Vinyl to MP3 software
I’ve bought one of those USB turntables with the intention of converting all my vinyl albums to mp3 & CD. My problem is that the software that came with the turntable is not very user friendly, and actually quite high maintenance; you have to sit and listen to the albums in their entirety in order to tell it when each track has ended.
I was hoping the software would be able to work this out – such as by downloading the album info’ etc.
Does anyone know of any software that is quite user friendly, not particularly labour intensive, works out the tracks???Posted 4 years agoscaredypantsSubscriber
If you record with/to audacity (has to be in real time I think), you can then go back to the file and get a visual prompt where there’s an end of a track just by dragging along and looking for flatspots
I doubt anything (free/cheap) can put in all the tags for you thoughPosted 4 years agoCountZeroMember
I really don’t think you’ll find any software that can do what you want. Recording in real time is inevitable, just like doing mix/compilation tapes from vinyl, and the software will show the spaces between the tracks, but what you have to remember is that it’s also ‘hearing’ the stylus noise, plus any pops, crackles, etc in those quiet bits, exactly as it will ‘hear’ quiet/silent pauses during the actual tracks, false endings and the like. No software will be able to discriminate between track endings and false endings/quiet passages/pauses.Posted 4 years ago
You’re basically asking for software that can discriminate as well as a human; ain’t gonna happen.
Sorry, but you’re going to have to do it the hard way.RastapopolousMember
I’ve used VinylStudio in the past. It records each side to wav, downloads track info, makes a stab at putting in track breaks (mostly successful), has some automated and manual tools for removing/attenuating spikes, hum, etc and enables you to output to compressed formats. It’s not free but I was happy to pay for something user friendly rather than muck around with a handle of free programs.Posted 4 years ago
Ta very much for the suggestions – as I said, I really don’t mind paying for something that’s clever/intuitive/hassle free…etc.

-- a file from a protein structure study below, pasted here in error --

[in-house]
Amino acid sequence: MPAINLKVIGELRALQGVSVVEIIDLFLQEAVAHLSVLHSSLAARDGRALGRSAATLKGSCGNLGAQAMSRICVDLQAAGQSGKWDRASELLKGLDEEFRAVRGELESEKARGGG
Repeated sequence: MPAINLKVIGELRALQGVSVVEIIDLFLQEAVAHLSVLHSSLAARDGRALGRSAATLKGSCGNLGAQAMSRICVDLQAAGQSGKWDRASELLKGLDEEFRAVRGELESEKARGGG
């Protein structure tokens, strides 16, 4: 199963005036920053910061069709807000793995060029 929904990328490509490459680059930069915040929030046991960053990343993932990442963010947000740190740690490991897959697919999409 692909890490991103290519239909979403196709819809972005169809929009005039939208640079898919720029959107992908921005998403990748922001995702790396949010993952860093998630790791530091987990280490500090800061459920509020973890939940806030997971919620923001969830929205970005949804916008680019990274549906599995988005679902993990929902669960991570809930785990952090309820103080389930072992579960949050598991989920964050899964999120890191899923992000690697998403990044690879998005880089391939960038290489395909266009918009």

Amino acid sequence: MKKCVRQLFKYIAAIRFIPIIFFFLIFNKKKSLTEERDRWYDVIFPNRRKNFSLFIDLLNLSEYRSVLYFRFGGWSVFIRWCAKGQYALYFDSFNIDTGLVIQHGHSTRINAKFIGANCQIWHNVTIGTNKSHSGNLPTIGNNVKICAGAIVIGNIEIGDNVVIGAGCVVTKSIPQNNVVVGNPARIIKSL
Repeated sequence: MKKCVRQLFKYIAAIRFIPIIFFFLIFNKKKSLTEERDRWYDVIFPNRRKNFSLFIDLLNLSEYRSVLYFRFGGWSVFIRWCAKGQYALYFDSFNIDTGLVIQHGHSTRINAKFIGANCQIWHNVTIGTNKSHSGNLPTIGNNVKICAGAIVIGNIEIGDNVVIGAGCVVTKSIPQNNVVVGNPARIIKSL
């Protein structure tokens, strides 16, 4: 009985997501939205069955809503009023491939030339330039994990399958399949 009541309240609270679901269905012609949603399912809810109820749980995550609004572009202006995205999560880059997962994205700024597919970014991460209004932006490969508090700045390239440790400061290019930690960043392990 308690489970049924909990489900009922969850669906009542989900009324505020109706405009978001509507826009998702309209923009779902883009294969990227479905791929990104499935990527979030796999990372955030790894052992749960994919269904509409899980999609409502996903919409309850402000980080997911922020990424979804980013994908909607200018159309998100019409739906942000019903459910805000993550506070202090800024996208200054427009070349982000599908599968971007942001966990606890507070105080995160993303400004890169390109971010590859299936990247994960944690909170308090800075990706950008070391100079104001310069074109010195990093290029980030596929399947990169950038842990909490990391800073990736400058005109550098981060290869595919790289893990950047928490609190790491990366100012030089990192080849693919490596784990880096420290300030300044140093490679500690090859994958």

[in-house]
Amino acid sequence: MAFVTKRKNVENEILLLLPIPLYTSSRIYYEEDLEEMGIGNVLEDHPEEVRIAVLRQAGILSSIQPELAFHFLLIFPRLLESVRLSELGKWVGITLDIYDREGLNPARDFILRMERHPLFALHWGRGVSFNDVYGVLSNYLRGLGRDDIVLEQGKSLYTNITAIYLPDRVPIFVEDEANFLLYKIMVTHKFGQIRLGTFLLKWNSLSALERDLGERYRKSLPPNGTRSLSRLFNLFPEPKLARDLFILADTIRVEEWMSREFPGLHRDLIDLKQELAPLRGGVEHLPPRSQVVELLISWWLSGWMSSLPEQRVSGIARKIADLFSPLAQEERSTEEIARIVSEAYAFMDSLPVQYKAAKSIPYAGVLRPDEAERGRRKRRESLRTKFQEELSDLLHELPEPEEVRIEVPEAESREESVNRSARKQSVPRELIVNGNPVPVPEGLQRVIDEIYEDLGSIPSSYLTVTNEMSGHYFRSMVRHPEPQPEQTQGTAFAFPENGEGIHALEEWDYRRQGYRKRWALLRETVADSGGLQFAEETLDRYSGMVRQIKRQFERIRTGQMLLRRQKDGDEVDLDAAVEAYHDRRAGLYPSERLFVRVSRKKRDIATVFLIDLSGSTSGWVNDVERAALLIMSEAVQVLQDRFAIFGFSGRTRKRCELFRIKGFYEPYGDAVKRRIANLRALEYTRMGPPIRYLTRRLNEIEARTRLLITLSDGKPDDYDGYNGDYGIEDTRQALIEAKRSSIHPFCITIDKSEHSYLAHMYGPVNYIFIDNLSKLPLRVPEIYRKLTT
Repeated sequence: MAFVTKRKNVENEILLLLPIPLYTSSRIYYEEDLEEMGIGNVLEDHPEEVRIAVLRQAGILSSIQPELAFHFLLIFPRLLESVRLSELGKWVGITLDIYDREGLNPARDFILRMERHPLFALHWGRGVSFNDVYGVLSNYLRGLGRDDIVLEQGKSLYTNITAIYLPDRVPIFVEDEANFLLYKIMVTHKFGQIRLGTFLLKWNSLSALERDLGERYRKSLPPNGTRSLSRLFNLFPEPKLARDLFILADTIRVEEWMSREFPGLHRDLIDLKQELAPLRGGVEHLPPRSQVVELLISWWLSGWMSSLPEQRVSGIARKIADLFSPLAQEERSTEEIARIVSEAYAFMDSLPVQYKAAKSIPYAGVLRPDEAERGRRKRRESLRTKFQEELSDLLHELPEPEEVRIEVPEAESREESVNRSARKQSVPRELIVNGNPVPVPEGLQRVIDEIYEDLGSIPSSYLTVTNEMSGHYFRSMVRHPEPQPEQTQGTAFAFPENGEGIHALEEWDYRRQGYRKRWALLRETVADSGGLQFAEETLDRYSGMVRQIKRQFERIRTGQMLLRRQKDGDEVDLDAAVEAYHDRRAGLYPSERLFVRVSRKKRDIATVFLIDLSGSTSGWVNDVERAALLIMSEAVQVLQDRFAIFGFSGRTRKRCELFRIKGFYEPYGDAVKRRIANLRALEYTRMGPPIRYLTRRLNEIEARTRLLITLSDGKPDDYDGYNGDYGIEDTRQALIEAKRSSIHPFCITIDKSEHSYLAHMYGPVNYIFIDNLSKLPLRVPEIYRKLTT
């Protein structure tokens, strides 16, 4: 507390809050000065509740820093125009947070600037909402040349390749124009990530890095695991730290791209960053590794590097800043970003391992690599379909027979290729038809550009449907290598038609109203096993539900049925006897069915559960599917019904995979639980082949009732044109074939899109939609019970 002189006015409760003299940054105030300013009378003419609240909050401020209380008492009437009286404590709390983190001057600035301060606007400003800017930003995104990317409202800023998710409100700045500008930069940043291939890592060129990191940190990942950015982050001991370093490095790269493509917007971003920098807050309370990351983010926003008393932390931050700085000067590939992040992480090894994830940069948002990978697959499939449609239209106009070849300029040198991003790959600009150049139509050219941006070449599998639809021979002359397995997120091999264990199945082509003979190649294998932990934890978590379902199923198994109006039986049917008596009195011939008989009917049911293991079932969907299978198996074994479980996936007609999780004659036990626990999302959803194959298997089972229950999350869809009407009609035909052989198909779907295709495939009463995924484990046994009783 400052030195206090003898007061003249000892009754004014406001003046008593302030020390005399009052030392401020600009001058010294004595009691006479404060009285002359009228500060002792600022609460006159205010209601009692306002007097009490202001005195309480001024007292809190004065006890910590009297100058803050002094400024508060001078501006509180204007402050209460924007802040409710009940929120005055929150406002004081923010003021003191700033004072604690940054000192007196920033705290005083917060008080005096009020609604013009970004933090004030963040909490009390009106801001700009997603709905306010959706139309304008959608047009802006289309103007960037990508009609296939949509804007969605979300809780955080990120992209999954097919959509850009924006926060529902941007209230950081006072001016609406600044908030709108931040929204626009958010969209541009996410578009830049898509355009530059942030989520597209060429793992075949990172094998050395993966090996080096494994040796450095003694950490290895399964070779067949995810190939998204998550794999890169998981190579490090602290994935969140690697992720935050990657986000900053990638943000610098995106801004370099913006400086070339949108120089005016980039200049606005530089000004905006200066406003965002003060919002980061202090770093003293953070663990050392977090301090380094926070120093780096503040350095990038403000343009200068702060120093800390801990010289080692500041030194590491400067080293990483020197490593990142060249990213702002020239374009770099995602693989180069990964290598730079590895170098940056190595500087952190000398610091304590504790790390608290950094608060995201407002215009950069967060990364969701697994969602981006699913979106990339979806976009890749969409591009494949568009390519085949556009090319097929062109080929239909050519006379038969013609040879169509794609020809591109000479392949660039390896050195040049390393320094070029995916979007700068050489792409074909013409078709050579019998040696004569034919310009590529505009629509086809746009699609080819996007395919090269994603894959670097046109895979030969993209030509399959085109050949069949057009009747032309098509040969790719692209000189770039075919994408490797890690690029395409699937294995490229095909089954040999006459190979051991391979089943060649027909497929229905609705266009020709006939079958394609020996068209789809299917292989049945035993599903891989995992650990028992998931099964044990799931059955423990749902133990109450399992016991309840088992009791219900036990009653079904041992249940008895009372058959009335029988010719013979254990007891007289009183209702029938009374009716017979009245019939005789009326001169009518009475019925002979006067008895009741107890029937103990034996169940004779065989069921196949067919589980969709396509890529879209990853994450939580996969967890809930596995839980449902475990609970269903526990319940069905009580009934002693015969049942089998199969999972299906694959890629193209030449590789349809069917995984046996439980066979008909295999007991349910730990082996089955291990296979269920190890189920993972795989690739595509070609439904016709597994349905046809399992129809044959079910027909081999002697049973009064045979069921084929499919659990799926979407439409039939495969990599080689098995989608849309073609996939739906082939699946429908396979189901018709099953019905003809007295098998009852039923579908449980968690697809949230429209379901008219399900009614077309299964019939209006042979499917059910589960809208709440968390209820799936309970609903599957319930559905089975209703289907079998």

Sorry, but you’re going to have to do it the hard way.
Not enough hours in the day – we’re talking a lot of vinyl here.
Save yourself loads of bother and just download the MP3s!
If I had the money I probably would.Posted 4 years agojohnnymireMember
It seems like Vinyl Studio does everything that one needs. Before I recorded into Audacity as mentioned above, cut up the tracks, exported as MP3s (you need to install the LAME library) and then used MAGIX’s mp3 software to tag them. Whole lot of effort. Mildred, how did you find Vinyl Studio?Posted 3 years agobob_summersMember
I started putting my entire CD and vinyl collection onto the computer. Didn’t take long to get fed up with the vinyl process so just downloaded them , not legal I suppose but having already paid for them I don’t really care.Posted 3 years ago
A lot of stuff is in flac format via pirate bay etc, anything rare usually turns up on soulseek.bigyinnMember
Generally I’ll try and find MP3s of the album’s I want, but theres a couple first pressing that are different to the later ones and I cnat find MPs.Posted 3 years ago
I’ve got a video / audio capture PCI card that I should be able to plug my existing turntable straight into, but without an amp, im not sure how good it will be. I suppose I could route the turntable into the amp and then from the AMP to the card somehow.jambourgieMember
When I rip full albums I do it one side at a time – two files. Saves all the topping and tailing, and you don’t interrupt the vinyl ‘surface noise’, which is one of the benefits of ripping vinyl in my opinion.
Why bother with MP3? You’re basically compromising your sound. Storage is cheap these days, I can’t see the point in it personally. If you don’t want to use WAV/AIF because you want to embed tags and artwork etc then use a loss-less compression such as FLAC.Posted 3 years ago
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